“The black and white images give the air of found footage from a Maya Deren investigation of local witchcraft. Sometimes the aesthetic echoes the self-conscious myth-making of Ana Mendieta or Joseph Beuys; at other times it has the resourceful DIY look of a Derek Jarman movie or community videos from the 1970’s…(The work presents) an alchemy that restores dignity and belonging.”
(Art Monthly review, Cherry Smyth)
“The artists record the performers in a series of actions and tableaux with dignity and beauty. They are consummate image-makers.”
(Caroline Douglas, Director of Contemporary Art Society, Friday dispatch)
“I was greatly impressed by BREADROCK at PEER. Fourthland and Fowler’s film and the sculptural installation are impressively original artworks in their own right. The 16mm film is much more than a document of an exceptional community project. It pays tribute to a place and its people with a poetic richness and texture that is utterly captivating and one of a kind.”
(Luisa Buck, contemporary art critic)
Crafting the Unknown by Skye Sherwin, in response to I Carry you in my eyes
Captured in flickering black and white 16mm film, images unspool across a triptych of screens. At times, what we see in the artist-duo Fourthland and artist-filmmaker Rosalind Fowler’s I Carry You In My Eyes, includes what might be sacred objects and fragments of rituals, recalling this early film stock’s use by anthropologists. Yet what it amounts to is a long way from documentary. Instead, it seems less an account, than a series of visions. There is nature: running water and snaking roots; scored rocks and tangled undergrowth. Which is which? Are we regarding a barnacled fist or a sprouting bone? At the bottom of a ceremonial path to the sea, a dark figure makes slow, purposeful gestures. Hands encircle air, as if caressing a head. Feet dance and bodies move in procession. Magically, in colour, a superimposed wand of swan’s feathers strokes the land. At various stages, the 16mm celluloid turns golden, as if transformed by alchemy.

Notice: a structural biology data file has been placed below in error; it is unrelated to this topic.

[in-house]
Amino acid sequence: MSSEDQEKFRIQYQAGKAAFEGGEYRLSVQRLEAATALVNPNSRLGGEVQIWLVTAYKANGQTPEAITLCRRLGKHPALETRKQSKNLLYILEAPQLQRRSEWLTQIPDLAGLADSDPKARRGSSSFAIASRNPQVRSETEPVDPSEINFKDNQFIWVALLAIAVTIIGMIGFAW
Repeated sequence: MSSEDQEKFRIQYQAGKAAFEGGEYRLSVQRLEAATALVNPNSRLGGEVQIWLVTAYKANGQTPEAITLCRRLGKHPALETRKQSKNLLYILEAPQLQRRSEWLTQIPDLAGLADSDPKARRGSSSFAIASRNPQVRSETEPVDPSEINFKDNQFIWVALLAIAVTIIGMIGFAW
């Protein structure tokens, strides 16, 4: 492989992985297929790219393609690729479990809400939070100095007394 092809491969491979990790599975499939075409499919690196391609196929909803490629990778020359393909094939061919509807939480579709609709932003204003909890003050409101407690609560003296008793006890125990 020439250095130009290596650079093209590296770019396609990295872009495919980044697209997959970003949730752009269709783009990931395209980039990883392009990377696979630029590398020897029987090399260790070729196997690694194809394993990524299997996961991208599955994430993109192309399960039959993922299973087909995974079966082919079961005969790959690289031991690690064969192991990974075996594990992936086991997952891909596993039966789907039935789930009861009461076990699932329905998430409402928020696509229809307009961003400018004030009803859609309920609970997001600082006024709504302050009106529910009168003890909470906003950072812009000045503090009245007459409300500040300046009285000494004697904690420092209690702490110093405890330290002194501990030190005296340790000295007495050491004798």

Circles abound: bowls harnessing sunlight; the annual rings of a felled tree. In a repeating image, a disc has been cut in a thick fabric, across which water races. This doubles over two screens, making a pair of eyes. It’s a symbol with female overtones, a portal like the birth canal, which we have passed through, to a new, other world. But what is this place that we now find ourselves in? All is strange, and yet, there is something about those signs and gestures that we almost know, hovering on the tip of the tongue. Amid the sculptures and objects that surround this three-screen installation in the gallery, are two textile works, one blue, one red. Hanging, raggedy and wild, they resemble apparitions. Hand-stitched and naturally dyed, entwined with loofa and kelp, they might be the ceremonial robes of coastal shamans or priestesses passed through the ages. Small wonder that their creators describe them as “skins for dreaming”. Harnessed in the films, we are invited to enter an in-between space, the fluid, uncertain world of dreams.
[…] With these artists though, what we experience in the gallery is but a small part of their practice. Their exhibition Breadrock might be thought of as an echo or vibration, as they have put it, from a much longer process involving many voices and encounters. At Kestle Barton those they have worked with include the families of Syrian refugees housed in various locations around Cornwall, as well as Cornish locals, craftspeople and gallery visitors. Through a huge variety of workshops and performative actions, they have co-created stories and symbols that offer an alternative to the foundational myths that govern societies. As much attuned to individual experience as group customs, these new mythologies are alive to the needs of the present moment, with its challenges of cultural displacement and collision in a globalised world.
[…] To imagine our way inside the cultures we live alongside, to share a space of dreaming and craft new cohesive myths, in tune with the globalised reality, is one of our most urgent and challenging tasks. What’s striking about Fourthland and Fowler’s work at Kestle Barton are the ways in which they have embraced the awkwardness of first encounters and not knowing. The odd, beguiling images, sounds and objects shared between people who so recently were strangers to each other and the land, underline how uncertainty in cultural encounters might be a boon: that fertile state of mind where things are as yet unsettled, uncomfortable perhaps, but full of potential.